Saturday, June 19, 2010

Amazing May 12

Rollo May 10


May on Kierkegaard

After reading May, we should all search out books by Soren Kierkegaard and read them. With our learned commentator we should all be surprised at the level of insight he had into the human condition. His book on anxiety alone, May declares, would alone secure him a position among the psychological greats of all time. However, Kierkegaard did much more – he delved into the significance of self-consciousness, analysed inner conflicts, and the loss of a sense of self and even described psychosomatic problems. All these insights antedated Nietzsche by some forty years and Freud by fifty.

It is also amazing that Kierkegaard had managed to write some two dozen books in the space of fifteen years before he died at the young age of 44. Another important point to note is that he saw himself as no professional philosopher, but rather as an author who reflected on the nature of man as he found it in himself. He also realized that he should be entirely ignored during his lifetime as his insights were far too radical, and far too near the bone for most of his contemporaries. However, luckily he was rediscovered in the 1920s and studies of his work added greatly to the insights of the young depth psychology which was then tentatively taking off. Ludwig Binswanger credits him in his paper on Ellen West with the accurate description of what he termed “Sickness Unto Death” which described almost exactly what Ms West was suffering from. He also states that Kierkegaard gave the nearest description ever of schizophrenia long before Bleuler had come up with the term for that mental disorder. Once one cuts out the religious interpretations given by Kierkegaard, Binswanger opines, one is left with pure psychology.

May points out that there is a considerable common ground between the three geniuses Kierkegaard, Nietzsche and Freud, that “all three of them based their knowledge chiefly on the analysis of one case – namely themselves.” (Ibid.,p. 69)

The Importance of being an Individual

This is the one question that Soren Kierkegaard pursued relentlessly for most of his short life, that is: How can you become an individual? It seemed to this lonely Dane that the individual was being swallowed up on all sides. On the rational side he was been swallowed up by Hegel’s vast “absolute Whole.” On the economic side the individual person was fast becoming increasingly objectified and religion itself had become soft and vapid, lacking all moral edge. For Kierkegaard, Europe was ill and lacked passion and commitment. These latter two words were often in his writings because he wanted writers and artists to embrace “reality” not just ideas and speculation. He wrote, “Away from Speculation, away from System, and back to reality!” (Quoted ibid., p. 69.) For him the individual was being forgotten, objectified out of existence and being turned into nothing less than a robot. Kierkegaard saw the future of such a person as that of emptiness, and worse self-destructive despair.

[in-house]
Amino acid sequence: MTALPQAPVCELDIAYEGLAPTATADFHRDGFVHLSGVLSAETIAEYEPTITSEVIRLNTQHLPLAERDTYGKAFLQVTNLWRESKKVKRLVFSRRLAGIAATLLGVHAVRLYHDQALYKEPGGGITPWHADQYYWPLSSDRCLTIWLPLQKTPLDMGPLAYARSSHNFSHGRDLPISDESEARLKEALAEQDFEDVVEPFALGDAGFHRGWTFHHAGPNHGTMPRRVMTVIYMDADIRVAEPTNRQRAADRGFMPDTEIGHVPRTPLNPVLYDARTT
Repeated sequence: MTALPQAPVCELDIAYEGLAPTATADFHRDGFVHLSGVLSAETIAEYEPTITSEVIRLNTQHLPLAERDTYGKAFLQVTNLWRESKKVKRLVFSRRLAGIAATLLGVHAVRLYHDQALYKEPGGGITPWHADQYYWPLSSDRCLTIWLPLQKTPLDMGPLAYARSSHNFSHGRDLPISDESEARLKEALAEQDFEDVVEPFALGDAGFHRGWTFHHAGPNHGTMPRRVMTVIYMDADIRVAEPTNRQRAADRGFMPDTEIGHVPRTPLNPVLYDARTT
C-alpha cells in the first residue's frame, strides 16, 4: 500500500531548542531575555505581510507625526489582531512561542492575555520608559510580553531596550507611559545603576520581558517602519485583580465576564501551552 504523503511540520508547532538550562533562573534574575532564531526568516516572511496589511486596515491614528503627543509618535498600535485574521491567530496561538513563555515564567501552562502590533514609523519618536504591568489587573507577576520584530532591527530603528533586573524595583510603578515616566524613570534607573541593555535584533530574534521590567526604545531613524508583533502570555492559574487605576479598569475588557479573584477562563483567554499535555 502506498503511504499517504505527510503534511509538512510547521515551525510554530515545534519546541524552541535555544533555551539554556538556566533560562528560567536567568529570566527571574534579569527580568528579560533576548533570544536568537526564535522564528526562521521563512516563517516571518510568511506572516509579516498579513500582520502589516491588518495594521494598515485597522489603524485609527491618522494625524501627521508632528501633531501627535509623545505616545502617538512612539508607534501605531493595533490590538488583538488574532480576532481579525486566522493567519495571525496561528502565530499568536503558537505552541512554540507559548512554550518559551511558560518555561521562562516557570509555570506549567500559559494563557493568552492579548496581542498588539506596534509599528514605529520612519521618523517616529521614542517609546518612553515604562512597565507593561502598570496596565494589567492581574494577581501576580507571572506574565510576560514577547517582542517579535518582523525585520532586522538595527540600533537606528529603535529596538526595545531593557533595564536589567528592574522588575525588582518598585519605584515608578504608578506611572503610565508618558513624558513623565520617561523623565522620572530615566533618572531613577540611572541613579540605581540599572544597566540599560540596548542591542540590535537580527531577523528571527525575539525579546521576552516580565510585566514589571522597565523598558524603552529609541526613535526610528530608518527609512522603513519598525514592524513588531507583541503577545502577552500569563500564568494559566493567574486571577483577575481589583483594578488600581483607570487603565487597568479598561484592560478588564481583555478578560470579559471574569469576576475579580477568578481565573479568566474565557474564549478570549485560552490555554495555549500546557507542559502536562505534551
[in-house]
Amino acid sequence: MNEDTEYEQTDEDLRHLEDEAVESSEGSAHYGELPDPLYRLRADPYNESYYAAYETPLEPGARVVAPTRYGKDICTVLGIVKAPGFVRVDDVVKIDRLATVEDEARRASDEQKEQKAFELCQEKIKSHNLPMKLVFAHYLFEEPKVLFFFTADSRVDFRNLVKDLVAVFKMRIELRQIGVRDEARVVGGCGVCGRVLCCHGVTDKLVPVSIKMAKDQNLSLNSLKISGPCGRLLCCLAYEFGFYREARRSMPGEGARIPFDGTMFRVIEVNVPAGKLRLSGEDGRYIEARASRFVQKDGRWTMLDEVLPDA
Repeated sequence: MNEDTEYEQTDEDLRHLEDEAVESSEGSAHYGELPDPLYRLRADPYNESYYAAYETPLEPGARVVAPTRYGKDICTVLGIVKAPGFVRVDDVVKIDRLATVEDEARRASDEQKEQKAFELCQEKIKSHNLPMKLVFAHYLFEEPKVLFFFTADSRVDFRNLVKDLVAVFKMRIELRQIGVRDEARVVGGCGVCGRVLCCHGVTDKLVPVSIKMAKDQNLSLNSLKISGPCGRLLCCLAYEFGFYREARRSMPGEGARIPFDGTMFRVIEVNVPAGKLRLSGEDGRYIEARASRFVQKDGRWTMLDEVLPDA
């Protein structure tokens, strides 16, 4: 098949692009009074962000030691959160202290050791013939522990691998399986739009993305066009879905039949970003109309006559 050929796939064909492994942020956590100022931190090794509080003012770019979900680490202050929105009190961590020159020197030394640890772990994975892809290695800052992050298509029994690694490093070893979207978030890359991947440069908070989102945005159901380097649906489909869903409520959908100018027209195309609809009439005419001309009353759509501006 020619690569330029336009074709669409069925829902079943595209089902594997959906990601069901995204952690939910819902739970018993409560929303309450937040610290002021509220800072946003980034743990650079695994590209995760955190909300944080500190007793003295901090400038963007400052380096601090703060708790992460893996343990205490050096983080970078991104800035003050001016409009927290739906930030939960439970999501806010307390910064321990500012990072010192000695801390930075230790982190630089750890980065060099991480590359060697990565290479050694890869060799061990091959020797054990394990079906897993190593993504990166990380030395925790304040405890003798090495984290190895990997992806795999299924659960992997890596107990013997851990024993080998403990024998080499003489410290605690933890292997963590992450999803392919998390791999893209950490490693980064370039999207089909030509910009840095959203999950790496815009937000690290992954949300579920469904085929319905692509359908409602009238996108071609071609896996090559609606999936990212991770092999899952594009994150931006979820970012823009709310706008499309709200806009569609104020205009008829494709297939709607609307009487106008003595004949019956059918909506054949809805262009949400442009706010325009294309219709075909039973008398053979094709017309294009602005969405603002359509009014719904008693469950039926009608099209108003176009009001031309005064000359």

Truth as Relationship

This is one of Kierkegaard’s most radical contributions to later dynamic psychology. Truth is not a collection of ideas or some abstract formula, but rather something very dynamic indeed, namely relationship. This solitary lonely Dane was the first person ever to express the idea that truth is essentially relational. This is at the very heart of existentialism. Truth has nothing to do with an objective set of principles out there as it were, cut off from relationship with thinking subjects. Rather, it is now something to do with inwardness, or as Heidegger puts it, truth is freedom.

In the Copernican world truth was out there, objectified, ready to be discovered in all the various pieces of knowledge ready to be revealed to the investigating eye. In this Copernican view of science the objective truth was dissociated completely from the observer. However, Kierkegaard’s view that the truth is relational foreshadows, and indeed existentially supports, the viewpoint of modern physicists like Bohr, Heisenberg and indeed Einstein that nature cannot be objectively separated out from man at all. Heisenberg wrote succinctly that “the ideal of science which is completely independent of man [that is, completely objective] is an illusion.” (Quoted ibid., p. 70) In other words the scientist is always part of the equation. I remember learning in physics that at the atomic and subatomic levels the observer using say an electron microscope always changes or disturbs what he is observing.

Kierkegaard in his perspicacious observation that truth is relational, that the subject is always involved with the object, is prefiguring and giving philosophical support to the theory of relativity. Let us finish this post with the insightful words of Rollo May:

Here is, in Kierkegaard’s paragraph [which he quotes in full], the forerunner of relativity and the other viewpoints which affirm that the human being who is engaged in studying the natural phenomena is in a particular and significant relationship to the objects studied and he must make himself part of his equation. That is to say, the subject, man, can never be separated from the object which he observes. It is clear that the cancer of Western thought, the subject-object split, received a decisive attack in this analysis of Kierkegaard’s. (Op.cit., p. 70)



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